Cover image for The wellness project : how I learned to do right by my body, without giving up my life / Phoebe Lapine.
Title:
The wellness project : how I learned to do right by my body, without giving up my life / Phoebe Lapine.
ISBN:
9780553459227
Publication Information:
New York, New York : Pam Krauss Books/Avery, [2017]
Physical Description:
369 pages : illustrations ; 24 cm
Abstract:
"For those battling autoimmune disease--or just seeking healthy life balance--the voice behind the popular blog Feed Me Phoebe shares her yearlong investigation of what truly made her well. After she was diagnosed with an autoimmune disease in her early twenties, Phoebe Lapine felt overwhelmed by her doctor's strict protocols and confused when they directly conflicted with information on the bestseller list. After experiencing mixed results and a life of deprivation that seemed unsustainable at best, she adopted 12 of her own wellness directives--including eliminating sugar, switching to all-natural beauty products, and getting in touch with her spiritual side--to find out which lifestyle changes truly impacted her health for the better. The Wellness Project is the insightful and hilarious result of that year of exploration--part memoir and part health and wellness primer (complete with 20 healthy recipes)..."-- Provided by publisher.
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1 Bob Harkins Branch 616.9780654 LAP Book Adult General Collection
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Summary

Summary

For those battling autoimmune disease or thyroid conditions--or just seeking healthy life balance--the voice behind the popular blog Feed Me Phoebe shares her yearlong investigation of what truly made her well.

After she was diagnosed with an autoimmune disease in her early twenties, Phoebe Lapine felt overwhelmed by her doctor's strict protocols and confused when they directly conflicted with information on the bestseller list. After experiencing mixed results and a life of deprivation that seemed unsustainable at best, she adopted 12 of her own wellness directives--including eliminating sugar, switching to all-natural beauty products, and getting in touch with her spiritual side--to find out which lifestyle changes truly impacted her health for the better. The Wellness Project is the insightful and hilarious result of that year of exploration--part memoir and part health and wellness primer (complete with 20 healthy recipes), it's a must-read not just for those suffering from autoimmune disease, but for anyone looking for simple ways to improve their health without sacrificing life's pleasures.


Author Notes

Phoebe Lapine is a food and health writer, gluten-free chef, wellness personality, culinary instructor, speaker, and author of the award-winning blog, Feed Me Phoebe, where she shares recipes for healthy comfort food and insights about balanced lifestyle choices beyond what's on your plate. Lapine is a regular contributor to Mind Body Green, The Huffington Post , and Food & Wine , among other publications. Feed Me Phoebe was a finalist in the Saveur Blog Awards 2015. She lives in New York.


Excerpts

Excerpts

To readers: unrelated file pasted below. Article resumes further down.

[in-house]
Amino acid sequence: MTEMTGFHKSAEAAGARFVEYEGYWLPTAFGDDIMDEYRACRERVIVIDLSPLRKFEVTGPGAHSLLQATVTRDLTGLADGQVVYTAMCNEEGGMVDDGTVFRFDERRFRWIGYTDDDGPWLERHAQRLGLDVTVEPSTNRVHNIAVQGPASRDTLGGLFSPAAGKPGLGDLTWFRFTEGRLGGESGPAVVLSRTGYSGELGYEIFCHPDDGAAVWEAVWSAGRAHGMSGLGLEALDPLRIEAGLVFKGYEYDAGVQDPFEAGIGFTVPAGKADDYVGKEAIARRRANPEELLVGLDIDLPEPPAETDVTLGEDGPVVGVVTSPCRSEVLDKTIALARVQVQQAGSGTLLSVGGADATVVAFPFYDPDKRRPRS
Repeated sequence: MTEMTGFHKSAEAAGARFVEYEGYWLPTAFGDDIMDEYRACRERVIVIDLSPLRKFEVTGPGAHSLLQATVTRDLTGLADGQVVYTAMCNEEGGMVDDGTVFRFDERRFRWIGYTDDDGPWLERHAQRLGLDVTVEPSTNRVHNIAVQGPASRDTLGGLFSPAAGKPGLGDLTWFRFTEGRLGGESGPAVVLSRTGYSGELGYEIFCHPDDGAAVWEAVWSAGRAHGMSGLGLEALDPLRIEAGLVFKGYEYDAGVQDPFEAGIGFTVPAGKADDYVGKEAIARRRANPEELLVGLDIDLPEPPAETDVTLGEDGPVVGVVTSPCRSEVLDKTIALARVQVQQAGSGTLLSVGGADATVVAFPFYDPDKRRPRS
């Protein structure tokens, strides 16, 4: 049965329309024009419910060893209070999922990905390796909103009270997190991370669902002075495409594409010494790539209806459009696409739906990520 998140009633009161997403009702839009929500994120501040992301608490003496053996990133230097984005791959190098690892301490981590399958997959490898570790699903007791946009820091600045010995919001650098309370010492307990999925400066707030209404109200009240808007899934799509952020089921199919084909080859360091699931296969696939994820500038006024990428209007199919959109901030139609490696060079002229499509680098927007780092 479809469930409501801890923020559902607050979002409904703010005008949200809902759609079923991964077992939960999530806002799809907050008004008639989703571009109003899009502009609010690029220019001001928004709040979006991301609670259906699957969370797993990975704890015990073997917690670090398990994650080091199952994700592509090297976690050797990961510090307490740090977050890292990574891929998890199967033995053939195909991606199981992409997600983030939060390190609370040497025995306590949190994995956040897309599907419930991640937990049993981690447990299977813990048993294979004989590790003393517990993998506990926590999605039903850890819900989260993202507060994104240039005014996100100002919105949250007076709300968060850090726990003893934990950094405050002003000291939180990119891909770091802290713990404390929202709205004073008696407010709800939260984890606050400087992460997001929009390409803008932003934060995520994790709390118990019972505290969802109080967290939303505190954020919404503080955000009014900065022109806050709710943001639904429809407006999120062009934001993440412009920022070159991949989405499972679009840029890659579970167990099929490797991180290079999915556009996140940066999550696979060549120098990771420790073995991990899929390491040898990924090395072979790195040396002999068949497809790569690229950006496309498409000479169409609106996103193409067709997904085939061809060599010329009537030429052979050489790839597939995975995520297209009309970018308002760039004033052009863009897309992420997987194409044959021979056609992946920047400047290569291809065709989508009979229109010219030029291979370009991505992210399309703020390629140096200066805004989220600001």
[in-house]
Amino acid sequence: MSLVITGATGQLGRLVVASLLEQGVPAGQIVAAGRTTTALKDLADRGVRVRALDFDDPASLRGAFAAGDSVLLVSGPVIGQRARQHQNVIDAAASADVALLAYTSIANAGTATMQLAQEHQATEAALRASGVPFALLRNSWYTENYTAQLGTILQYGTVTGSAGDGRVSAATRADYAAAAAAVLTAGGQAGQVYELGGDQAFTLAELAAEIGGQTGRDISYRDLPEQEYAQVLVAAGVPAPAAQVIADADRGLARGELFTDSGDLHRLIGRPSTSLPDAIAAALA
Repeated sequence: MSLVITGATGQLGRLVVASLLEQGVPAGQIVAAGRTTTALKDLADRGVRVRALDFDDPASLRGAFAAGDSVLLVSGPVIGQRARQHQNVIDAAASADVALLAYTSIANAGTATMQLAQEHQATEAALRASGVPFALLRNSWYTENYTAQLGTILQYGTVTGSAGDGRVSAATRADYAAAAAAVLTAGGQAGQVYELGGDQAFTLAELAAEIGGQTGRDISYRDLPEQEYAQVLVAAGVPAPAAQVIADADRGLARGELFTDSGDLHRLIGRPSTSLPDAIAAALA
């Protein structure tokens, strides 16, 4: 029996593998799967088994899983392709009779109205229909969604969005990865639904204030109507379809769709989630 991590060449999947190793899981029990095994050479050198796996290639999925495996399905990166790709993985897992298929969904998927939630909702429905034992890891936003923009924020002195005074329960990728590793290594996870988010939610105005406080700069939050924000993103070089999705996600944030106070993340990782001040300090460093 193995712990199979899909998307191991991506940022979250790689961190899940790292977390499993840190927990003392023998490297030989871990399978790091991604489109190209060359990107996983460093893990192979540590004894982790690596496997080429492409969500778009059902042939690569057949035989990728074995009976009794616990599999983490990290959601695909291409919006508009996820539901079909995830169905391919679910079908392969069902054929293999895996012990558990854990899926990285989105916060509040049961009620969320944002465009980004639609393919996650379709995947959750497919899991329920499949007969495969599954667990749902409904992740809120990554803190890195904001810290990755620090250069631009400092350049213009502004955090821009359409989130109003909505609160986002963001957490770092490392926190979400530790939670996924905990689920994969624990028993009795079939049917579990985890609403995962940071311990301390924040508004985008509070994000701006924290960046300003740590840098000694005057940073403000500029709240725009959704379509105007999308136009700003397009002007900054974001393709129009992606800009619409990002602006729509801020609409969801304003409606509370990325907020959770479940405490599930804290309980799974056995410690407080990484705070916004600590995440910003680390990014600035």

If you could tell someone to make just one lifestyle change that would have a profound effect on their general well-being, what would it be?   The answers I got to my One Big Question (henceforth referred to as the OBQ) were surprising. People stopped talking about SoulCycle and superfoods and started talking about the bigger picture.   With these responses, I started designing a set of short-term challenges to help me tackle each of my problem areas, one by one. The idea was to dedicate a year to overhauling my health--like Gretchen Rubin did for her happiness--with experiments for everything from cleaning up my makeup to forming better hydration habits to feeding my microbiome.   And thus The Wellness Project was born.   When I started talking about my project with friends and the readers of my blog, Feed Me Phoebe , it became clear that "wellness" was a rather polarizing term. While many said that they embraced it, others reported that they felt the word was elitist and had come to stand for hundred-dollar‑a‑day juice cleanses and designer yoga mats instead of integrative health.   I needed to settle on a definition outside the modern marketing machine, and the one that spoke to me most was from the National Wellness Institute. It states that wellness is "an active process of becoming aware of and making choices toward a more successful existence."   I liked this idea of an active process --that wellness itself was a journey, not a destination. Because what I'd found that so many health experts, and even my own physicians, fail to acknowledge is that change is pretty fucking hard.   The struggle is real .   Ninety-two percent of people who set New Year's resolutions in 2014 failed to keep them. Why? One reason might be because the objectives were too ambitious. With so many new rules added to the mix every year--usually, the villainizing of one ingredient or another--it's all too easy to throw fifteen balls (or organic apples) in the air and watch them come crashing down.   Working as a culinary instructor had shown me firsthand the failures that can result in the kitchen when you bite off more than you can chew, and tackling these "life recipes" would be no different. I had already struggled to implement the far-reaching advice that my doctor had handed to me without a road map. The grander my intentions, the more I would need a framework for execution.   And without one, the more likely I would be to end up with organic applesauce all over the floor.   The American Psychological Association recommends that you approach lifestyle changes in baby steps, one habit at a time. So for my wellness curriculum, I decided to compartmentalize my endeavors as much as I could. Like the 92 percent of well-meaning Americans, I had already tried to do too much at one time and felt like a failure when overwhelm set in and, instead, I did nothing at all. Isolating each change would help me measure its true impact and see which ones were worth the time, money, and energy going forward.   I ruled out prohibitions that were too crazy or unrealistic. For example, I wasn't going to throw out my entire wardrobe because the clothes contained toxic dyes. Everyone has a limit or an exemption clause, and I put my peep toe-heeled foot down at wearing a shapeless hemp tunic down Fifth Avenue.   To get the most difficult stuff out of the way, while my resolve was at its firmest, I would start by confronting my three biggest vices: sugar, caffeine, and alcohol. Since the state of my skin was one of my chief barometers for success, I would explore greener ways to care for it next. And because our food choices loom the largest, I knew I needed to figure out once and for all what rules should prevail in the kitchen.   Water, sleep, and exercise were basic imperatives that came up again and again in the answers to my OBQ, and they too would get a deeper dive. I blamed my failure on the fitness front on back pain and digestion problems, so I knew that I would have to tackle those two issues as well. And part of putting all the pieces of my wellness puzzle together would be to better understand how to support my hormones. Finally, since physical problems are often driven by emotional ones, I would have to get my stress in check. After all, one of my main motivations for taking on this project was that desperately trying to be "healthy" was causing me anxiety.   As for the new rules and routines I would live by, I gave myself the freedom to modify them as I figured out which experiments improved my life and which, despite the best scientific and spiritual intentions, just didn't. I would certainly measure my progress by internal (blood work) and external (skin) evidence of change. But my intention was not to become the healthiest person on the planet. I wanted to discover a new path forward that I could stay on indefinitely, for the long haul. Excerpted from The Wellness Project by Phoebe Lapine All rights reserved by the original copyright owners. Excerpts are provided for display purposes only and may not be reproduced, reprinted or distributed without the written permission of the publisher.